Glenford Smith | The salary question
QUESTION: Why do interviewers always ask how much a prospective employer expects to get paid? Is it a good thing or a bad thing when you give a low figure?
ANSWER: The question about salary is, frankly, the most important. After all, one of the reasons you are interviewing for this job is presumably to get a decent salary, and not for charitable purposes. So you need to be skilled when answering. Answer in such a way to ensure that you are making the case for getting the best salary.
In the interview, you don't want to be the one to bring up the question of salary. And you don't want to deal with it early in the conversation. Like I always tell prospective clients, see your interview as an opportunity to sell. Negotiation is a normal mode of selling. A good salesperson sells his or her product or service before talking price. That is how you should think, too.
You should try to make yourself so desirable and compelling that the employer wants you first. Your position of bargaining will be much stronger with a motivated employer.
Suppose the employer brings up the salary question first before you've had an opportunity to build desire and motivation in the employer? Put off the question until later.
NOT MAIN PRIORITY
Say, for example, that: 'Salary is important to me, but it is not my main priority. Opportunity and growth are far more essential to me. What I'd rather do, if you don't mind, is to explore if I'm right for the position, and then we can talk about the money. Would that be ok with you?'
The secret is to get the employer talking about what he's willing to pay you before you reveal what you are willing to take. Make certain that you have done a good job of selling yourself to the employer. So, when it's time to discuss the salary question, try to get the employer to talk.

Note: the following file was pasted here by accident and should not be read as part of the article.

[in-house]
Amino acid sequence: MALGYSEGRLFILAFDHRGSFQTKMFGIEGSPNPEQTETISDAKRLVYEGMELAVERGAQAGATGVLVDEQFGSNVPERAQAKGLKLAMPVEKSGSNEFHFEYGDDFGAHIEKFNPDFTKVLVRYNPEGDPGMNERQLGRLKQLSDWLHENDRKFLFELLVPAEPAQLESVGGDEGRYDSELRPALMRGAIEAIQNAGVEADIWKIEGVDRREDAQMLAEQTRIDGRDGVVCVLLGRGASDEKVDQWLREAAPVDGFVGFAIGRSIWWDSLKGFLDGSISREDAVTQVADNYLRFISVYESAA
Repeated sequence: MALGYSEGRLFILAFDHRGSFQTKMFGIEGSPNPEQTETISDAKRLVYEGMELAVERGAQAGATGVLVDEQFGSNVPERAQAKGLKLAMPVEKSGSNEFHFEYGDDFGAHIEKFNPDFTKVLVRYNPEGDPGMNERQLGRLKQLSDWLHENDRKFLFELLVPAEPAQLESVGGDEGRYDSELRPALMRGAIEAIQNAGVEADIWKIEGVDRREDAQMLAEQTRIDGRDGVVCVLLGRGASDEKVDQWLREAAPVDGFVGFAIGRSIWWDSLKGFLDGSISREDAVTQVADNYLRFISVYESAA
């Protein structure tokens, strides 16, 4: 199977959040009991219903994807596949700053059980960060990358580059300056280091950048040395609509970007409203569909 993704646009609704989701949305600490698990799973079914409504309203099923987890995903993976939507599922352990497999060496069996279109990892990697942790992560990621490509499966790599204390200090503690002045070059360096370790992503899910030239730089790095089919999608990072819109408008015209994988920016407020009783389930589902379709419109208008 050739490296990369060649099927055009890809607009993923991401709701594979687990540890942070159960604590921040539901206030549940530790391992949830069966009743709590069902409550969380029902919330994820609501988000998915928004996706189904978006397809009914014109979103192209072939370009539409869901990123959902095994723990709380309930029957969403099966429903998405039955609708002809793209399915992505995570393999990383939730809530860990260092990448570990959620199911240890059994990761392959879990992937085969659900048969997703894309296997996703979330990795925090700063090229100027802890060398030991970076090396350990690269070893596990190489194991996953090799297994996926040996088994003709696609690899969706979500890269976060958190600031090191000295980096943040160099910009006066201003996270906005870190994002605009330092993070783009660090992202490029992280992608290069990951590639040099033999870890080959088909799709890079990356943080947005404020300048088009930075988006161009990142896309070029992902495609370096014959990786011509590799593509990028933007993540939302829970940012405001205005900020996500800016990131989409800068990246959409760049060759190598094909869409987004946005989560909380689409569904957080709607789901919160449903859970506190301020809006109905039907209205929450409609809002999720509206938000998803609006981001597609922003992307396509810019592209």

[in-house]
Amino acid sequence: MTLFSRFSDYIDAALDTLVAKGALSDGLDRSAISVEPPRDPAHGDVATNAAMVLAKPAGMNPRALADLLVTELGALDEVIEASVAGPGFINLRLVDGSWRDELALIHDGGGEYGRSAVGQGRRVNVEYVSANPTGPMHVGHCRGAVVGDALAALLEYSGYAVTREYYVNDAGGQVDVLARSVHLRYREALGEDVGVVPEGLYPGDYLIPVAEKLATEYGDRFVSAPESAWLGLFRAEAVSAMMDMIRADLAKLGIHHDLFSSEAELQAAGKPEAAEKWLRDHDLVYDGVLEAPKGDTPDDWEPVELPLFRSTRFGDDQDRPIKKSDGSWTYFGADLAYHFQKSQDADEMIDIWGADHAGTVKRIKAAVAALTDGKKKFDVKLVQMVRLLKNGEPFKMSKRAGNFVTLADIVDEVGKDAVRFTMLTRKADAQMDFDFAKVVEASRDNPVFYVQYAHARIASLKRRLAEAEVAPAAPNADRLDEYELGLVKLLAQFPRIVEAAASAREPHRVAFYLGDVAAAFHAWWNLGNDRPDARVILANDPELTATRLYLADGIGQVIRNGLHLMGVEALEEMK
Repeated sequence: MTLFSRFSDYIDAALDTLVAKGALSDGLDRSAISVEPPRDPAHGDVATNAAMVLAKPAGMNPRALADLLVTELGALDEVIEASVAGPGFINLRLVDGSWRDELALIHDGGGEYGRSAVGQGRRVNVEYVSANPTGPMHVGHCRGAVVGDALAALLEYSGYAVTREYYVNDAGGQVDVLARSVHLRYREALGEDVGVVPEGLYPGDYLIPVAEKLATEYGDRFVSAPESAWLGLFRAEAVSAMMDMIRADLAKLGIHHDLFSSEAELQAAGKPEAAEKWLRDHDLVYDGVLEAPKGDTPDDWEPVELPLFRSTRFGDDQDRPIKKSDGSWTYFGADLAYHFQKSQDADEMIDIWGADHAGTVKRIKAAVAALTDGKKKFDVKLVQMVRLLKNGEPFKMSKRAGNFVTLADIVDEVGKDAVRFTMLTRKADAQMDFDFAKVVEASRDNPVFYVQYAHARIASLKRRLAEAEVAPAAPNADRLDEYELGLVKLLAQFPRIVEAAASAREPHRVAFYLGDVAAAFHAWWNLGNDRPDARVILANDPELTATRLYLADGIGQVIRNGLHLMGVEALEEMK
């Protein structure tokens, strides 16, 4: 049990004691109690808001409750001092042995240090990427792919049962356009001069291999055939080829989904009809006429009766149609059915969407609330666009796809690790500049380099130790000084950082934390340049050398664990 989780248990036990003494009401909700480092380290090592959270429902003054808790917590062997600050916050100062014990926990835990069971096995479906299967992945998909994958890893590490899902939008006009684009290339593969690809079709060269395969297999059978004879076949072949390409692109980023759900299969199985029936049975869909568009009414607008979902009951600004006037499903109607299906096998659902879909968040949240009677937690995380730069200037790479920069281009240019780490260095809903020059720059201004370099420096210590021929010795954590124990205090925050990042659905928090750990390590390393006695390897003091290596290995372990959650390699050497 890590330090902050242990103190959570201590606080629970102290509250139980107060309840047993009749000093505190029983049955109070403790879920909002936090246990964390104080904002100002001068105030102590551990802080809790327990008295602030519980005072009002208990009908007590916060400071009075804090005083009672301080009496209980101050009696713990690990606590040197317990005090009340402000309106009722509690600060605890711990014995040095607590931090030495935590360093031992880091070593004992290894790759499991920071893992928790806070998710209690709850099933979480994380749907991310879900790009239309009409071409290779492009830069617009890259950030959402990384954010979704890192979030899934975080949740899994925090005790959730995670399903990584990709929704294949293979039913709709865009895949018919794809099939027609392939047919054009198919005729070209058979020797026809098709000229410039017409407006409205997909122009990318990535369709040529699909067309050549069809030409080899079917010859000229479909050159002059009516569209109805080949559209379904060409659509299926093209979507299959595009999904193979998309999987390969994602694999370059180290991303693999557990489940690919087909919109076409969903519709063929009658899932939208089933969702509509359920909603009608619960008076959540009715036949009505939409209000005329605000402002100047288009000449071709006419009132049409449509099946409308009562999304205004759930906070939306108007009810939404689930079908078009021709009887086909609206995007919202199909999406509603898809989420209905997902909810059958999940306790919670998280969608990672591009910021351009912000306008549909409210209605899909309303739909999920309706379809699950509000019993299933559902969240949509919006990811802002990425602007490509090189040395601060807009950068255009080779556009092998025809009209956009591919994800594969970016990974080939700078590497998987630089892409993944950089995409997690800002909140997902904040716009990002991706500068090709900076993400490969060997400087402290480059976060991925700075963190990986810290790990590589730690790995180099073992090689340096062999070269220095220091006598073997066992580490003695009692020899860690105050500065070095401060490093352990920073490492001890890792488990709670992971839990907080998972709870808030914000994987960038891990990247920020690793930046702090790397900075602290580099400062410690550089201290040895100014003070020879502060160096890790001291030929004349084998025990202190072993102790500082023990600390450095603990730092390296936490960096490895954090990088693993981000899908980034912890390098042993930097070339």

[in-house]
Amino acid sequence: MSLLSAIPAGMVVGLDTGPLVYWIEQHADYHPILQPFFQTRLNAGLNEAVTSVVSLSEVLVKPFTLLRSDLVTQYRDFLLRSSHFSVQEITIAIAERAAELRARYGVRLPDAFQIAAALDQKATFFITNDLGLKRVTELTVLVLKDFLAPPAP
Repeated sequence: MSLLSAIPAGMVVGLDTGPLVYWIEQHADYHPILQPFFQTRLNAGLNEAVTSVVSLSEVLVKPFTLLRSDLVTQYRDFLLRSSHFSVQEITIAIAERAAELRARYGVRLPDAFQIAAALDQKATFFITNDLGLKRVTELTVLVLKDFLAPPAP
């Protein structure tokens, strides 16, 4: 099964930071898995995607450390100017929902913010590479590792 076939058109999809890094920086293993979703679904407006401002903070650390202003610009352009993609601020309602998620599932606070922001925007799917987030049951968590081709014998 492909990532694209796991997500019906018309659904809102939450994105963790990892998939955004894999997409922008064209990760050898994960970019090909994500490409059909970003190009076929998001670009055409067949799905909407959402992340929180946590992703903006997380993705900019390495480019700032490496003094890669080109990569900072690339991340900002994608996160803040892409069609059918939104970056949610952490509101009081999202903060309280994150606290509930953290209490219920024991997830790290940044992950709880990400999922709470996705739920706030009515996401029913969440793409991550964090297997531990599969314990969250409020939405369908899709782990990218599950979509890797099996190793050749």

You could ask a question like: 'I'm sure the company has already established a salary range for this position. Could you tell me what it is?' Then, listen for the answer. Or ask: 'I want an income commensurate with my abilities and qualifications. I trust you will be fair and equitable with me. What does the position pay?'
In asking the above, you must know beforehand what it is you would accept. To know what is reasonable, research the market and this position for any relevant salary information.
With regard to your second question, it is neither good nor bad to ask for too high or too low a salary, provided you don't ask way outside the range they are willing to pay. If you're too low, you risk him wondering if you're worth so little, if you can do a good job. Go too high though, and the employer may start wondering who you think you are.
Aim for something in the middle. Follow the above guidelines, be confident and quietly assertive and you should be ok. All the best to you.
n Glenford Smith is a motivational speaker and success strategist. He is the author of 'From Problems to Power' and co-author of 'Profile of Excellence'. email@example.com